The Simple (?) Life of a Pencil

It’s just a simple pencil . . .

Have you ever thought about how buying a simple pencil does for you? Obviously it is something you can use to write with, or perhaps do math or other things with. But is that the whole story?

Let’s think about how a pencil is made. OK, we know it has lead, wood, a metal ring that holds a rubber eraser. So what?

Let’s start with the lead. Galena, also called lead sulfite, comes from underground mines all over the world. The lead ore seams are blasted out of the ground and then brought to the surface for refining. How many people do you suppose are employed for this purpose, and then what about the means to refine it?

Lead ores are mined at a rate close to 5 million tons a year and the world market for refined lead stands at about US $15 billion. While lead has a high economic value, it is economical to produce. As with all metals, there are two main production routes: Primary production from mined lead ore is the original source of all lead, but secondary production, where it can be recovered from recycled products or from residues arising from the production process is of enormous importance. How many people do you suppose are employed for this purpose?

While it has a high economic value, lead is relatively economical to produce. As with all metals, there are two main production routes. Primary production from mined lead ore is of course the original source of all lead, but secondary production, where it is recovered from recycled products or from residues arising from the production process is of enormous importance.

Lead ores are mined at a rate close to 5 million tons a year and the world market for refined lead stands at about US $15 billion.

Secondary lead production now accounts for more than half of all lead produced throughout the world. More than 80% of lead in the U.S. comes from secondary production. And how many people do you suppose are employed by this process? Don’t forget the drivers of trucks and perhaps ships used to transport the lead.

So without giving away all the really cool facts involved in the production of a simple pencil, I am certain that if you find any of this interesting, you will do some research into the wood, the painting, the metal used for holding the eraser, and the eraser itself. That is an incredible number of people employed that YOU enable by buying a simple five or ten cent pencil!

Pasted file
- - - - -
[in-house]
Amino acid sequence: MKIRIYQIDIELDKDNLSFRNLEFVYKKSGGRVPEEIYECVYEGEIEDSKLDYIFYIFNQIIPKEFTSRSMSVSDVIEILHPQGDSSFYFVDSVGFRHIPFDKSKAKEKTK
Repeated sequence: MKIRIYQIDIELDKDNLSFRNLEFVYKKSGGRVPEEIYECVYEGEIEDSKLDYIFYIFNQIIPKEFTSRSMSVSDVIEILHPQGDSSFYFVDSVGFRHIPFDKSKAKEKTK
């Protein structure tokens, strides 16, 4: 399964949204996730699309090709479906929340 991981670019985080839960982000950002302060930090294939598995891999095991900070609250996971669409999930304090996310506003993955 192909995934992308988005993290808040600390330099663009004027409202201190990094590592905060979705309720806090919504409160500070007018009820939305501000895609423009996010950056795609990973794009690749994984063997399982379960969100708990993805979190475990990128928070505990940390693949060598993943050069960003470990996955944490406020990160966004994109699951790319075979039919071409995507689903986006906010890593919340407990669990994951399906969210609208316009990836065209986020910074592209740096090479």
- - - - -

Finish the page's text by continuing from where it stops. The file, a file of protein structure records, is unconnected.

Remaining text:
There are so many things in this world that we all take for granted as being simple products, that we have no clue how many people we enable to be employed every time we buy a simple product. Think of how many products you believe are very simple things, and what must go into bringing them to you and how many people you help every time you buy one of those things. Thank you to the many people of this world.

The Life of a Pencil

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Photo courtesy Pexels.

I learned this little really interesting lesson many years ago from my amazing friend, Spencer Heath MacCallum.

Every time you purchase a pencil, do you know how many people you are employing?  Start with the wood of the pencil. There have to be loggers who cut the wood, and then truckers who haul it to some factory.  Then there are the factory workers who form the wood for the pencil into its familiar shape.

Then there are those who paint the outsides of the pencils, and those who imprint it with the type of lead (the size, and perhaps the brand name, etc.).  Then there is the little metal piece that holds the rubber eraser.  OK, it is some kind of metal that (likely tin) that has to be mined and then processed, perhaps through many processes to make that holder.  Then it too goes via trucks or perhaps trains to a factory where it is shaped and formed into the piece that will hold the eraser onto the pencil.  And then there is the machinery that performs all those magical tasks, and the people who run those machines.  And of course there is the rubber.

It is growing in the forests in some country where it then is gathered as a liquid, and again, it is processed, and then dyed, as I think rubber in its natural state would not be pink (or other contemporary eraser colors), and it is formed and shaped into those little erasers.  Then there is the lead, and again, lead must be mined, carried to trucks or trains (as are all of these parts) where it is then taken to be processed for formed into the lead that becomes the innermost part of the pencil.

And then all of this must be assembled. Now a great part of the process might be to do these things automatically via machines, but then someone had to make the machines, and someone had to maintain them, and someone else has to run them.  And of course there are the quality control people.  And then the packaging people.  And then the people who take the orders and know where the pencils will go.  And then the pencils are loaded onto trucks and delivered to the places.  Of course, people have to build these trucks and they have to be maintained, and they have to have gas and oil.

Once delivered, the stocking people have to note them into the inventory, and then they get put onto the shelves, where the sales people might just help you to find them, and even if not, you will take them to the cash register to pay for them, so this is the end step that I can think of in the life of the pencil.

Doesn’t this make you feel good to know how many people you are helping to keep employed every time you buy that simple little pencil?  All of this for less than $1.00.